2020 Vision

Without glasses or contacts, my vision is not good. I’ve actually had poor vision since the 6th grade. Even with corrective eyewear, I’ll never have 2020 vision with my eyesight nor will my eyesight ever improve to the point of not needing correction.

The same is true for my spiritual vision. It’s not perfect, and it needs help improving. As in previous years, improving my spiritual vision is integrated into my New Year’s resolutions again this year. One Bible verse – Proverbs 29:18 – in particular is directing me in this resolve for 2020.

This verse provides a couple of points of reference for me as I sculpt my resolutions for 2020.

  1. I need revelation/divine guidance/vision in order to have self-control.
  2. I will be blessed/joyful/happy when I obey what God says in his word.

With these in mind, I refuse to rush making my resolutions. I’m praying throughout the process to make sure they line up with God’s word and his will for my life.

If you are making (or have made) New Year’s resolutions for 2020, have you sought divine guidance? Have you made sure your resolutions line up with God’s word? If not, it’s not to late to do so.

Resolutions don’t have to be made before the new year begins, nor are they set in stone after it starts. Feel free to adjust them as the year progresses and the Holy Spirit leads. Put them somewhere you’ll see them often. Then, review them for the purpose of refocusing through prayer. Let the Lord direct your steps.

“A man’s mind plans his way, but the Lord directs his steps.” (Proverbs 16:9)

Decade Reflections

Part of my looking forward and making New Year’s Resolutions involves looking backwards. This year, that backward look encompasses a decade – the 2010s.

In my looking back, I saw both a lot of pain and a lot of joy. I see growth that took place through many small steps added together, and I also see mistakes still waiting to be used as motivation for growth.

While I have regrets, I mostly have gratitude for God’s mercy and grace. In this, I realize once again the value in remembering.

“I remember days of old; I meditate on all that you have done; I ponder the works of your hands.” (Psalm 143:5)

Isaiah takes God’s people through this process of remembering, but he doesn’t end with looking backward. Instead, he uses looking backward as a point of references for saying that God has bigger things in store.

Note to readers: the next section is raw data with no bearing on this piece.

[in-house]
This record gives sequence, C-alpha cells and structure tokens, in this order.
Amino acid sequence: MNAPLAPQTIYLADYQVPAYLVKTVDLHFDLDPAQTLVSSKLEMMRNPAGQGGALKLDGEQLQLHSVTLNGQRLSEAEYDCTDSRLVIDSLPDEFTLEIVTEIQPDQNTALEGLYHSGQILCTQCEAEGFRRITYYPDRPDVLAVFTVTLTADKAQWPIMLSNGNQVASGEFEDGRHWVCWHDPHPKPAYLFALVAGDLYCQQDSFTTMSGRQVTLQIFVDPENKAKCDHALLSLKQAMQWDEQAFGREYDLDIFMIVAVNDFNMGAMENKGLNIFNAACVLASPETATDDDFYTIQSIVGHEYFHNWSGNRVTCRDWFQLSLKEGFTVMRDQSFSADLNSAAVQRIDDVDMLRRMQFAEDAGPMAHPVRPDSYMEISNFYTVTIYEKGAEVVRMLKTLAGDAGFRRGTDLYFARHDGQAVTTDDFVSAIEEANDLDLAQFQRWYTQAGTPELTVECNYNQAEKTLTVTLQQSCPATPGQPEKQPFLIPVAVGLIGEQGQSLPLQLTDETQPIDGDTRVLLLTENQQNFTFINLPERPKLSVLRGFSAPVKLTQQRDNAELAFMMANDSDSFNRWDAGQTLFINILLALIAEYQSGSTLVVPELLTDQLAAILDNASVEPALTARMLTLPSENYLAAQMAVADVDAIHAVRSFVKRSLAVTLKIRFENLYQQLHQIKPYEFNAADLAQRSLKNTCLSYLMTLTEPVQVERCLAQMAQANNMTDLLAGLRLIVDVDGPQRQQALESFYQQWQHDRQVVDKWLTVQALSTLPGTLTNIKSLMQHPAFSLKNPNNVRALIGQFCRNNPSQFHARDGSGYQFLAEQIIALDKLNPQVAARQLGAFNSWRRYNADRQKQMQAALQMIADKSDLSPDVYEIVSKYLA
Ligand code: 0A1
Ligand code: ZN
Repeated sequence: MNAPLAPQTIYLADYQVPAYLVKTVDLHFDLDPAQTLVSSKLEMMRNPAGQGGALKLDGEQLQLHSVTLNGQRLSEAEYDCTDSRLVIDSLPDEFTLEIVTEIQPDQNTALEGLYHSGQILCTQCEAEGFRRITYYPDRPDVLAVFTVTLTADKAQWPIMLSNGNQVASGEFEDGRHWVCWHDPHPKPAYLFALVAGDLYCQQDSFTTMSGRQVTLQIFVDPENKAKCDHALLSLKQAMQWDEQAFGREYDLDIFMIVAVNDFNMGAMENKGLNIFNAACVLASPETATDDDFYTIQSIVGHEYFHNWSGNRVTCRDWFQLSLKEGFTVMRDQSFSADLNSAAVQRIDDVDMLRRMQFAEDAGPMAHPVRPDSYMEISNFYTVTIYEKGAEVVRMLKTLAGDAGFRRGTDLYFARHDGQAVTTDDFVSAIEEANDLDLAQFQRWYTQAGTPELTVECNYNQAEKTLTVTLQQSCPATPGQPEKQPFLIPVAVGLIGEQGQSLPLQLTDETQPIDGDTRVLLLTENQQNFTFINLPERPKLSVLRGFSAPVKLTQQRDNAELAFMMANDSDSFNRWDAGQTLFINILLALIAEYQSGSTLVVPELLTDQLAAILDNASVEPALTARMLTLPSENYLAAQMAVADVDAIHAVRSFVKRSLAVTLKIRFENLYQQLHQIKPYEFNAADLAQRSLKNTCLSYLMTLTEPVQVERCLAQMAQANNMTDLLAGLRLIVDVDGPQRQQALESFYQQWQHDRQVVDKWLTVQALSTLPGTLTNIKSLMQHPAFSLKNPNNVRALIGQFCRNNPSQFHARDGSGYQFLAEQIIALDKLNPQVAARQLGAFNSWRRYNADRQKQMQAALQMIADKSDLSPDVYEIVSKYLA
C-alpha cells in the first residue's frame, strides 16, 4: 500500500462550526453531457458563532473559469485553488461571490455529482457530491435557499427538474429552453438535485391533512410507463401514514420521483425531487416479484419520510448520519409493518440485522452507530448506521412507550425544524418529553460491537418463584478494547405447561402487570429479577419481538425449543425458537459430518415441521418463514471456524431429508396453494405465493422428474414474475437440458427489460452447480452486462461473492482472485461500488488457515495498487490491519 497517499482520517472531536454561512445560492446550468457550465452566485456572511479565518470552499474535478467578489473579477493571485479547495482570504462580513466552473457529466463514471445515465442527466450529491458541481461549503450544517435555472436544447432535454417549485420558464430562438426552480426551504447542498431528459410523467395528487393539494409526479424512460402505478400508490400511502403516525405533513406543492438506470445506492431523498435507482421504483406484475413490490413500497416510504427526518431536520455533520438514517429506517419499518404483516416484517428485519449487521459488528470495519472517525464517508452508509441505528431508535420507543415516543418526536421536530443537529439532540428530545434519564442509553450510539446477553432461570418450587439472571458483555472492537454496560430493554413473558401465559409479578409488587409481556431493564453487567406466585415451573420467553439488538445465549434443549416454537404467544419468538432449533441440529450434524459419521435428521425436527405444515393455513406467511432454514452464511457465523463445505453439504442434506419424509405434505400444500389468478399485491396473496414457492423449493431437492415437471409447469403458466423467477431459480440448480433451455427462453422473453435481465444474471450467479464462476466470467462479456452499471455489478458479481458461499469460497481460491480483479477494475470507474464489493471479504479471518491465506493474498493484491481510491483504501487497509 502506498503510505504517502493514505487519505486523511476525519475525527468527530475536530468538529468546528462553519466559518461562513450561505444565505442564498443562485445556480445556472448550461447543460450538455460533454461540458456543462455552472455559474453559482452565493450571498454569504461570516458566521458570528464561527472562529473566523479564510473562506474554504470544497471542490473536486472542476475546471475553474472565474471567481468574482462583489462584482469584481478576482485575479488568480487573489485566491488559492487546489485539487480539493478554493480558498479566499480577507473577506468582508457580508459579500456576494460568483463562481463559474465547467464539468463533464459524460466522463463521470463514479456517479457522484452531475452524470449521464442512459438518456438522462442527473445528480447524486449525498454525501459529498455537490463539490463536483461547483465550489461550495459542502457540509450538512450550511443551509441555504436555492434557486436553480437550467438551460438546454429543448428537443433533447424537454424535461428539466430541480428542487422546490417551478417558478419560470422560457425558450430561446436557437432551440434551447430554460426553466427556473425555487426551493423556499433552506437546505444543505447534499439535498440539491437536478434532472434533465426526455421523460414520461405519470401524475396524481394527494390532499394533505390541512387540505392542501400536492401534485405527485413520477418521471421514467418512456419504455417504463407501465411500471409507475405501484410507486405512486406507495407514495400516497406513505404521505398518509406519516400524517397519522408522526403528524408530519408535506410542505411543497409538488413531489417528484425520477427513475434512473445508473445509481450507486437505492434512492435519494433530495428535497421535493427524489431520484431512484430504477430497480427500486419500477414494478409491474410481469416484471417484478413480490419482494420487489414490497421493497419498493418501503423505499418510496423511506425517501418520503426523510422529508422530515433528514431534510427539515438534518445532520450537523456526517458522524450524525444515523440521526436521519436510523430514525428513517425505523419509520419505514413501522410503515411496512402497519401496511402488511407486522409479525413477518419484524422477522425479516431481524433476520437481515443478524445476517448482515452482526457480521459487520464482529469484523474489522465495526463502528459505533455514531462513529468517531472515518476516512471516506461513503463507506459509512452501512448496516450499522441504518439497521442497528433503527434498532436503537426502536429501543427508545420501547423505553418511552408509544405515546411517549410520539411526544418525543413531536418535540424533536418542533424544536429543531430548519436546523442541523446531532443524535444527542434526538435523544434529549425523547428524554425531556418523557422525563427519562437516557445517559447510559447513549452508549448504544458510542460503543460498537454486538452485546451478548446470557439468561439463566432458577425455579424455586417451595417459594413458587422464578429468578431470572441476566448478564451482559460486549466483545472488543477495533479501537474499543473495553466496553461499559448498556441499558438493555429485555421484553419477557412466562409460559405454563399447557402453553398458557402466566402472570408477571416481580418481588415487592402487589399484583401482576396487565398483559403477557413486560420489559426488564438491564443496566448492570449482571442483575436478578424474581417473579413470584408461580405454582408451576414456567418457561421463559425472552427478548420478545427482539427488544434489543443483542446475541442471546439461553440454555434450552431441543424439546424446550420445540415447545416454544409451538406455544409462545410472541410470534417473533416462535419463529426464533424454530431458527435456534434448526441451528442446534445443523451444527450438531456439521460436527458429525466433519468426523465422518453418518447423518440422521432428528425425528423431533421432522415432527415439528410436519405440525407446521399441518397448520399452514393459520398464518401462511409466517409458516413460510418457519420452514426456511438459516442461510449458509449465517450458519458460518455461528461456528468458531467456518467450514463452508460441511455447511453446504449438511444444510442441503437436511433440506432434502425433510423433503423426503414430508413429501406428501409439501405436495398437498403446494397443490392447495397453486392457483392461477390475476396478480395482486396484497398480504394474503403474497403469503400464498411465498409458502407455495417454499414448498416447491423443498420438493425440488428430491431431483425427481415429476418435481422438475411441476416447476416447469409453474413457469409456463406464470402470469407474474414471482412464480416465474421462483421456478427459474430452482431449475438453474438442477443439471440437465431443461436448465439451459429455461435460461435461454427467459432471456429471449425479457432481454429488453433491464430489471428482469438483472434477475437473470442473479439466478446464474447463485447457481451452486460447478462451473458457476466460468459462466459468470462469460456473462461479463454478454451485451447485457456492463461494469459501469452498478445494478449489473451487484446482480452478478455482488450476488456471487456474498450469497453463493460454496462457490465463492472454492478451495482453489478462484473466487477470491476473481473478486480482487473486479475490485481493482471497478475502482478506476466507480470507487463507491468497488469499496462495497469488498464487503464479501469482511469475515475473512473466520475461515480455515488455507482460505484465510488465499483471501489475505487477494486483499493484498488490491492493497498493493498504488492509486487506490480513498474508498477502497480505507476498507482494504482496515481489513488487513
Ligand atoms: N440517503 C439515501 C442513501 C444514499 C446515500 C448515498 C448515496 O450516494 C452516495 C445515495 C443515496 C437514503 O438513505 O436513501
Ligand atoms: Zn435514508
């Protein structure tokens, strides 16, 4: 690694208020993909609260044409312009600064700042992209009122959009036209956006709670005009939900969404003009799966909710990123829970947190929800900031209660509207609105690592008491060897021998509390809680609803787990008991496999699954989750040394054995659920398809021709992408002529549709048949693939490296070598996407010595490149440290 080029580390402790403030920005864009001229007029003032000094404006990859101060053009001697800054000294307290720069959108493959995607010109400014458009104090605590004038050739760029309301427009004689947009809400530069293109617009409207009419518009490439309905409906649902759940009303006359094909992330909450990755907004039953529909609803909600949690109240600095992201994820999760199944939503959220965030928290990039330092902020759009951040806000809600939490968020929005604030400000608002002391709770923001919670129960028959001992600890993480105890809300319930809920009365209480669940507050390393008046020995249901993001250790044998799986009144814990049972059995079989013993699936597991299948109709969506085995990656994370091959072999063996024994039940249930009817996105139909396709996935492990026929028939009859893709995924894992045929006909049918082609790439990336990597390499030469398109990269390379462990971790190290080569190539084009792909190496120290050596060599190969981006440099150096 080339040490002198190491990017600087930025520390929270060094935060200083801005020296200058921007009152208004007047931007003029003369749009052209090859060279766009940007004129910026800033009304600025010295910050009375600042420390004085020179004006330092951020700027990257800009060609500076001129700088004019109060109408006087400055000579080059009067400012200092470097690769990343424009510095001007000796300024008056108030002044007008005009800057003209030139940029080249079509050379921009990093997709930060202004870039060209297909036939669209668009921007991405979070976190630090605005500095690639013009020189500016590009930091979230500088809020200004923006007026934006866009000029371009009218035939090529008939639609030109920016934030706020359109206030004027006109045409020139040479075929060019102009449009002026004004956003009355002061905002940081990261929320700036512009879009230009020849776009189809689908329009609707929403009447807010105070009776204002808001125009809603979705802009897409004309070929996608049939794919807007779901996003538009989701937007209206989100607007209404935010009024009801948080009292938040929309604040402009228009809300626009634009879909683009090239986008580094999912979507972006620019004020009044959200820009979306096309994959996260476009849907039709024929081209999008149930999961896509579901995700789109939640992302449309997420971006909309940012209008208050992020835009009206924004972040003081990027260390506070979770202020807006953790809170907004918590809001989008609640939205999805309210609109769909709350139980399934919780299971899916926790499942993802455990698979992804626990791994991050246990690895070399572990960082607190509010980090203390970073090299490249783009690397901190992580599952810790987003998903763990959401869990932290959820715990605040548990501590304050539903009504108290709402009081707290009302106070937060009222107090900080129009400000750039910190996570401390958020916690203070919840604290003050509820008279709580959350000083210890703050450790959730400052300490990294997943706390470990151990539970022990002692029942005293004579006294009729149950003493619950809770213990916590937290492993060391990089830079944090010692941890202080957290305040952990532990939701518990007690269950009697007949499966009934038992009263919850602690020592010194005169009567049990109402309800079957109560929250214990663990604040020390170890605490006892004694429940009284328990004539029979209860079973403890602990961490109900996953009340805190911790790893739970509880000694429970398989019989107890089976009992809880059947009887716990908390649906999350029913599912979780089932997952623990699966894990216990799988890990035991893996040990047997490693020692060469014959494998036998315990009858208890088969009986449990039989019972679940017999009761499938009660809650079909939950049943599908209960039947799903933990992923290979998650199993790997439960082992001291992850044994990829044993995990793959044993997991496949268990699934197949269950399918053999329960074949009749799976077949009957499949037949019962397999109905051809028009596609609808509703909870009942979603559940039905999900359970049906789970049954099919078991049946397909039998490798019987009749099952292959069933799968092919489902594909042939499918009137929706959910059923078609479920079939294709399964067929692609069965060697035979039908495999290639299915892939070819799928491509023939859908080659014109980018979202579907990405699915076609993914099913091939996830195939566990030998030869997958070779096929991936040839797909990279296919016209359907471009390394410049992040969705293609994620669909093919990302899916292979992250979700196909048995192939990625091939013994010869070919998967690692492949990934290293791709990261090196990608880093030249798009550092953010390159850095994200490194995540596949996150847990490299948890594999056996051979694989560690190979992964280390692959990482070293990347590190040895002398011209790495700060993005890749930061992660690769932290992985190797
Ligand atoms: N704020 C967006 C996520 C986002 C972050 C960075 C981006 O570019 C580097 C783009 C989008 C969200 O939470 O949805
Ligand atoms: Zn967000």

“Forget the former things; do not dwell on the past. See, I am doing a new thing! Now it springs up; do you not perceive it? I am making a way in the wilderness and streams in the wasteland.” (Isaiah 43:18-19)

This truth holds firm still for us today because God’s character never changes. He’s always outdoing himself. It is through this lens I now choose to eagerly anticipate the next decade – the 2020s.

Shield of Faith

Large and slightly curved with a knob in the middle, the Roman shield allowed its bearer to deflect attacks and even knock an opponent backward. Soldiers would also soak their shields in water, so they could extinguish any flaming arrows shot at them by the enemy.

Spiritually, as most Christians know, the shield represents faith.

“Above all, taking the shield of faith with which you will be able to quench all the fiery darts of the wicked one.” (Ephesian 6:16)

We likely all feel like we know exactly what faith is. Yet, it’s such a spiritualized concept that it’s easy to lose touch with exactly what it is and does for a Christian. This is especially true when looking at it as a piece of armor.

What is faith?

“Now faith is the substance of things hoped for, the evidence of things not seen.” (Hebrews 11:1)

The word “substance” here means confidence and indicates something solid and real. What is “hoped for” and have “evidence of,” even though we cannot see it, is the truth and fulfillment of what God says in his word.

How does faith protect like a shield?

Faith guards and protects our beliefs and values, which we get from God’s word. Our faith deflects Satan’s attacks (e.g., lies, deceit, distraction, etc.). In other words, it blocks Satan’s access to all that we are in Christ. While he can’t ever take those things away, he can make us believe that we can lose them.